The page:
Tony Hawk’s Pro Skater is back! It’s fun, has cool music, and is full of nostalgia. Who could have a problem with this excellent game? Me. Tony Hawk’s Pro Skater 1+2 doesn’t give you any points for an ollie — as if an ollie isn’t even a trick at all. This is straight up insulting to me, and anyone else who spent their middle school years (also tried again in high school) attempting to skateboard and walked away saying, “Well at least I can do one trick: an ollie”
In the games, you press a button and you ollie. No fanfare. It’s treated like any other game would treat a jump. While at its core an ollie is indeed a jump on a skateboard, the skill set required is far above that of what is required to merely jump from your own two feet. I’m disgusted that this parallel even exists.
Skateboarding is incredibly difficult. It’s gymnastics on wheels! To even ride a skateboard, you have to silence the fear center of your brain and say, “Yes, I will get on this platform with wheels, standing up to minimize my control over my center of gravity. Then I’ll use my foot to make this platform go faster and faster over concrete, the world’s hardest and sharpest surface.”
And as you’re learning, no matter how much you might want to wear knee pads and wrist guards ... you can’t. Maybe if you were jumping off ramps or grinding down rails, but to skateboard up to a curb, get off, lift the skateboard over the curb, and then get back on, while wearing pads? No, no, the humiliation would be too much. (disclaimer: don’t sue me)
Which brings me to my next point. When you learn to skate, you’re not just putting yourself at physical risk. There is an even graver emotional risk involved. Because you have to learn in public.
You can’t learn to skateboard in the grassy privacy of your backyard. Sure you could skate in your driveway, but there’s never really enough space. No, realistically you’re in parking lots of shopping centers or schools (don’t recommend) for all the world to see and be like, “Oh neat, a skater, what tricks are they gonna do … oh. Oh god. They aren’t even standing on it right.”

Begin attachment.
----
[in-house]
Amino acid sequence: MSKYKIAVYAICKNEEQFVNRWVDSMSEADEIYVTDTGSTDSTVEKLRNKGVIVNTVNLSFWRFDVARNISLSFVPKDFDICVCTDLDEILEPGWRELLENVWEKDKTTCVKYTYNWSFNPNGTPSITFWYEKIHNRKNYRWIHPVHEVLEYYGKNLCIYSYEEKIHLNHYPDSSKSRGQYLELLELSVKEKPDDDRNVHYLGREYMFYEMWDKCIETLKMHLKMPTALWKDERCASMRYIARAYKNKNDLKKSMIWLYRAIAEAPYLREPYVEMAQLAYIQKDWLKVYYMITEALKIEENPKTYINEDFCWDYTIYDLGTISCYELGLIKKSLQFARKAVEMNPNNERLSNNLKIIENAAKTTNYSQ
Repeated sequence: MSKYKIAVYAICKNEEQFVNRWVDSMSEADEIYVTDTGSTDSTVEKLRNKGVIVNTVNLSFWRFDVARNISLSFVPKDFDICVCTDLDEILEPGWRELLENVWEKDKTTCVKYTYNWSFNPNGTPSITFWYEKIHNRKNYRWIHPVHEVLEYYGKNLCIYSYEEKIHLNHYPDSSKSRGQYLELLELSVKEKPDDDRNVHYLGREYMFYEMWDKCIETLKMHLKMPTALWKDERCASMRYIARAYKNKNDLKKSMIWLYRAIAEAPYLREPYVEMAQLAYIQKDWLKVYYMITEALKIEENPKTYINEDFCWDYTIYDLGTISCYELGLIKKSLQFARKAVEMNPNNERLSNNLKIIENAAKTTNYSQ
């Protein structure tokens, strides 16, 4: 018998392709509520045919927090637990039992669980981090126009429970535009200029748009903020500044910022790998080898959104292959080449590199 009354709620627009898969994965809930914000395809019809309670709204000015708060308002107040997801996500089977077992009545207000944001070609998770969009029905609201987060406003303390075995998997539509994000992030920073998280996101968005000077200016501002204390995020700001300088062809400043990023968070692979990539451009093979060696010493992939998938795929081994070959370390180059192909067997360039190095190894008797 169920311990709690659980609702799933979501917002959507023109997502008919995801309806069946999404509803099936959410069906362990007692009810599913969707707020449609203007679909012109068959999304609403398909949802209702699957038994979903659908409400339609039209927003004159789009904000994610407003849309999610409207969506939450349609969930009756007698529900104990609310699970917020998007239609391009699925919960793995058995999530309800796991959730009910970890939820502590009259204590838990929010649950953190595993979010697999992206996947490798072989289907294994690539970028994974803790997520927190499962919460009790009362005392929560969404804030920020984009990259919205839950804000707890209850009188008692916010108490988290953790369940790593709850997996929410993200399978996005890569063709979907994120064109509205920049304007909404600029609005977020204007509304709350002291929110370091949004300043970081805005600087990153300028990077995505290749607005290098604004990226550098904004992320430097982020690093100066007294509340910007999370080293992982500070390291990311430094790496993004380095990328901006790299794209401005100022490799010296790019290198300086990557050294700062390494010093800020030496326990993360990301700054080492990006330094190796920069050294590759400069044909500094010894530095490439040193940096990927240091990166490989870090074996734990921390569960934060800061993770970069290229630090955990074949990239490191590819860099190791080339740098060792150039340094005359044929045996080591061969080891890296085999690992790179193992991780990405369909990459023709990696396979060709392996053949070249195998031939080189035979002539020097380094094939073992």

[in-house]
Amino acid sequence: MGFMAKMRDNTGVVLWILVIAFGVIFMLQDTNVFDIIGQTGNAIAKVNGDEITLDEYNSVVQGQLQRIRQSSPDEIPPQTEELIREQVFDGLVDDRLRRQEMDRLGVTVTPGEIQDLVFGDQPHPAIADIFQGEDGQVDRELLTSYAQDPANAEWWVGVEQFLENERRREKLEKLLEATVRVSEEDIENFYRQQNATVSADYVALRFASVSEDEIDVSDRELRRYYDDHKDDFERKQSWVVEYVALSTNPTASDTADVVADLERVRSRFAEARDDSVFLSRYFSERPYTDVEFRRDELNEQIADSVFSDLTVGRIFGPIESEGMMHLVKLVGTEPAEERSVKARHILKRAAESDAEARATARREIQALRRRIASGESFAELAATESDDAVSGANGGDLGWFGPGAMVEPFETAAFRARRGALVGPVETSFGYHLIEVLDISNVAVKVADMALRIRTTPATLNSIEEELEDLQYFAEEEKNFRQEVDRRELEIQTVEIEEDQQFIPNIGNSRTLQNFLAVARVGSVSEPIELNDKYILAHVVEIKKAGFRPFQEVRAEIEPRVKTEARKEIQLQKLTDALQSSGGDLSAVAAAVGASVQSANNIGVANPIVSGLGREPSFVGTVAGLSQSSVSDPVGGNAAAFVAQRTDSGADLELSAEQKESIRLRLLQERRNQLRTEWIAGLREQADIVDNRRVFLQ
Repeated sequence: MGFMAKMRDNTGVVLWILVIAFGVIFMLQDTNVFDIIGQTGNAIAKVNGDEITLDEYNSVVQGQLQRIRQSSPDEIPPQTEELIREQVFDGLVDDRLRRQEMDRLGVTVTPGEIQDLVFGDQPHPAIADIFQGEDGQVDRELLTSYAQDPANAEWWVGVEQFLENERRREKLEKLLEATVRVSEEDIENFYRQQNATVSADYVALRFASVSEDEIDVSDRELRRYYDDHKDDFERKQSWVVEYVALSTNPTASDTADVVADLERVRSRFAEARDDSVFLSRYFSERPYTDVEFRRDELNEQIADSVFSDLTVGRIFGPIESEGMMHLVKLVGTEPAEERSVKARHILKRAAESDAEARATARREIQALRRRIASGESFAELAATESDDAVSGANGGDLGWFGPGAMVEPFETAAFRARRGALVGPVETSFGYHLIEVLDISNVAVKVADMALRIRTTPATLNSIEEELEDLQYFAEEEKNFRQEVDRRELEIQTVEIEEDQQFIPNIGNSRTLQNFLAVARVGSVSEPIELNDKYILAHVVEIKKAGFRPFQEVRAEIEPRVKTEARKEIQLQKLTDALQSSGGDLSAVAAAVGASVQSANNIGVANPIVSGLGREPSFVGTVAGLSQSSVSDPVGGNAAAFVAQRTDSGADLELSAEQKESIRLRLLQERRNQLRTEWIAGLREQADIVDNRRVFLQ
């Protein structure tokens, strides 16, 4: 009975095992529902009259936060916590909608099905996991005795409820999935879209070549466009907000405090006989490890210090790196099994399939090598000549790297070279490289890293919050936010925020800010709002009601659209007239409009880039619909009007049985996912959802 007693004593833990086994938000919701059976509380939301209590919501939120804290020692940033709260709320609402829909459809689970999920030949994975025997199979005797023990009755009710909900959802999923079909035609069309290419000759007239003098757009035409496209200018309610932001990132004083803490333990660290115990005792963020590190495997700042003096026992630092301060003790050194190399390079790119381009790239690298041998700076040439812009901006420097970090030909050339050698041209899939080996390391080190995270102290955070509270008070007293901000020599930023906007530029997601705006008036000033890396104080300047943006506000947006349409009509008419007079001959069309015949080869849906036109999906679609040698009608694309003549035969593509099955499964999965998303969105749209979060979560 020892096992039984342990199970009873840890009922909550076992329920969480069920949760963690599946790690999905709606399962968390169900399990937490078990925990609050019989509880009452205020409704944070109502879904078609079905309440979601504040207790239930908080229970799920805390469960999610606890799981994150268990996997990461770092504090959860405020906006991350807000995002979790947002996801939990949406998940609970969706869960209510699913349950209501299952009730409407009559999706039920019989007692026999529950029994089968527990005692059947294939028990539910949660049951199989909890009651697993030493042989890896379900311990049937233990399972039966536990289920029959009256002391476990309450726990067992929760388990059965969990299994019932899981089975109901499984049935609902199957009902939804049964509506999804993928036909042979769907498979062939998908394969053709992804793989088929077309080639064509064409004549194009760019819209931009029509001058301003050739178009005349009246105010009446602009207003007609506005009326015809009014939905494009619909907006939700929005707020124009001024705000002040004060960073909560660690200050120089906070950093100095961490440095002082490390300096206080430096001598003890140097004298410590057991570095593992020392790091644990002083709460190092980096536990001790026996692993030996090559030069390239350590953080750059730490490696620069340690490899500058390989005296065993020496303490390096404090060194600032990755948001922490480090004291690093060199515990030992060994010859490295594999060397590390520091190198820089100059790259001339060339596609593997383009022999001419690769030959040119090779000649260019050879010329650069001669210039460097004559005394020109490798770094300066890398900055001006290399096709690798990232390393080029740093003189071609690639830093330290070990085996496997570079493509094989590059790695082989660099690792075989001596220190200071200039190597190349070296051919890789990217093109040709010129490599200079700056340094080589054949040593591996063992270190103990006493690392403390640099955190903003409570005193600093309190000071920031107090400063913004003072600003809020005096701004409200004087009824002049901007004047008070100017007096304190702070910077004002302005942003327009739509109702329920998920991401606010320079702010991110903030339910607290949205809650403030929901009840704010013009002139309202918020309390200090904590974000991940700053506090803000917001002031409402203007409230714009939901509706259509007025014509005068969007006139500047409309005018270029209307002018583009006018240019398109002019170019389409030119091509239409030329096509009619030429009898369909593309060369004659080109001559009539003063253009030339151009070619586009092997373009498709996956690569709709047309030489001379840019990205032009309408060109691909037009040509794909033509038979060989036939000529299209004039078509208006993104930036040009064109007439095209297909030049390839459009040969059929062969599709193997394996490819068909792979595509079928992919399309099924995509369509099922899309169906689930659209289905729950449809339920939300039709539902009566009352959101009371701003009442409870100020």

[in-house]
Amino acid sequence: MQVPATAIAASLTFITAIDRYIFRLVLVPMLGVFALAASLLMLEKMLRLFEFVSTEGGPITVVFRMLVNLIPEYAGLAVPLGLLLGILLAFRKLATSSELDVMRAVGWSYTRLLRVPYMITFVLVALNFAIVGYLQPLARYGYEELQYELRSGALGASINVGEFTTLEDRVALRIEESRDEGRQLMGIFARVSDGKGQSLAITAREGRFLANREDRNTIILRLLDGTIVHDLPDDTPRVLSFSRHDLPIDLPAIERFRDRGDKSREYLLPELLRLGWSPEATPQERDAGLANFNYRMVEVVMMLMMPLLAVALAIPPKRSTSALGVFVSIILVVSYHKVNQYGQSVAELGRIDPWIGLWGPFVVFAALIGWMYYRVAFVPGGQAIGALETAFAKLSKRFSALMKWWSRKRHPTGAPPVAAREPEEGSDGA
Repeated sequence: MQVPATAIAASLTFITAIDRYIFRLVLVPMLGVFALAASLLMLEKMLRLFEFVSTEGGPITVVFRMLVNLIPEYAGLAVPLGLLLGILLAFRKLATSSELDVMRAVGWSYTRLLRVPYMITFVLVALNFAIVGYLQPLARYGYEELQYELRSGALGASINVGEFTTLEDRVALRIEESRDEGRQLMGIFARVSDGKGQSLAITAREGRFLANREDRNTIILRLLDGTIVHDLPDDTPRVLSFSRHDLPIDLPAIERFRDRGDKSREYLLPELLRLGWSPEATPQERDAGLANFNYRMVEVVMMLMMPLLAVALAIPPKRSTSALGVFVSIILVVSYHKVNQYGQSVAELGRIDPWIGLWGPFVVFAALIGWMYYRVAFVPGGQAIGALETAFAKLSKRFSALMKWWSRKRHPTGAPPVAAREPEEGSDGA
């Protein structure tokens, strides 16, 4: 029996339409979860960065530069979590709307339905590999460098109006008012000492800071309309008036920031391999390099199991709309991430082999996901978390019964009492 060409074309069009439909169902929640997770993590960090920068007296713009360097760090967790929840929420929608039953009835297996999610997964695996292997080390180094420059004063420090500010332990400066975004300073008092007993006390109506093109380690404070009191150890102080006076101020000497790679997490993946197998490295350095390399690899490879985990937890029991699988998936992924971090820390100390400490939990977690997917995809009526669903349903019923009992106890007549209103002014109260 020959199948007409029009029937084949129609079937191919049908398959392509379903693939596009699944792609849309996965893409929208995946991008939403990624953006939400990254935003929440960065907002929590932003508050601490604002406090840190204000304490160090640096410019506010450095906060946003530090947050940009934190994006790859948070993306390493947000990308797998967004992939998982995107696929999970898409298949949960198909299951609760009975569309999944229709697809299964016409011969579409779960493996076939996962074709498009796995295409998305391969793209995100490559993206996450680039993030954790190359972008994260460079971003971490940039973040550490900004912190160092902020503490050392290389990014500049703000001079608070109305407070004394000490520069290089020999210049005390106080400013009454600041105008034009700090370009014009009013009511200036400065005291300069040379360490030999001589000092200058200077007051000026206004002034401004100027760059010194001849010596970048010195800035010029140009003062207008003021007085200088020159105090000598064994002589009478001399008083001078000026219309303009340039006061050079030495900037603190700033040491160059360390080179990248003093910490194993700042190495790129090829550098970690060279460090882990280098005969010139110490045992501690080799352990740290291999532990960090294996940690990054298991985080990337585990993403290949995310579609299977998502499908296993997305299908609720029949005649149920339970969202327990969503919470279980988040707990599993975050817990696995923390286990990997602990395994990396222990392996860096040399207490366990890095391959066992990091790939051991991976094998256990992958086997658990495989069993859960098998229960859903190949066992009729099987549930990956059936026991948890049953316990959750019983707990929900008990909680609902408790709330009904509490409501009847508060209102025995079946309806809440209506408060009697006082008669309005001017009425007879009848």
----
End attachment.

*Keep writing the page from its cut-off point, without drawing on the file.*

So we’ve established that just riding a skateboard is hard, both physically and emotionally. Now I’m going to blow your mind with how difficult it is to ollie. Here’s what the body must do:
First you coil yourself preparing to jump, like so:
Then, slam your back foot down on the lip of the board. This is your launch foot. As soon as it hits the ground, you’ve got a millisecond to propel all of your body weight into the air, off that foot. Pull your front knee to your chest — you want to keep your front foot out of the way of the board.
Once in the air, slide your front foot across the floating board, which straightens it out and gets your feet on the same level. Try not to push down on the board with your feet, and keep your back foot off the board. Let the bounce of the board dictate the height of your ollie.
When you’re at the peak of your jump get both feet back on the board. Now you can let gravity pull the board down, or you can shove it down with your feet. I don’t actually know which is correct.
Then you land. And you feel like a goddamn X Games gold medalist.
Now Tony Hawk Pro Skater is telling me this isn’t a trick? Are you kidding me? Are you kidding me?! (I’m screaming)
I will not let a game take away a real life accomplishment from me. I can (could) do one skateboard trick. A real trick. And I will hold my head high despite the insult Tony Hawk has thrown at me. He and his dumb game owe me, and I assume leagues of other 90s kids, an apology.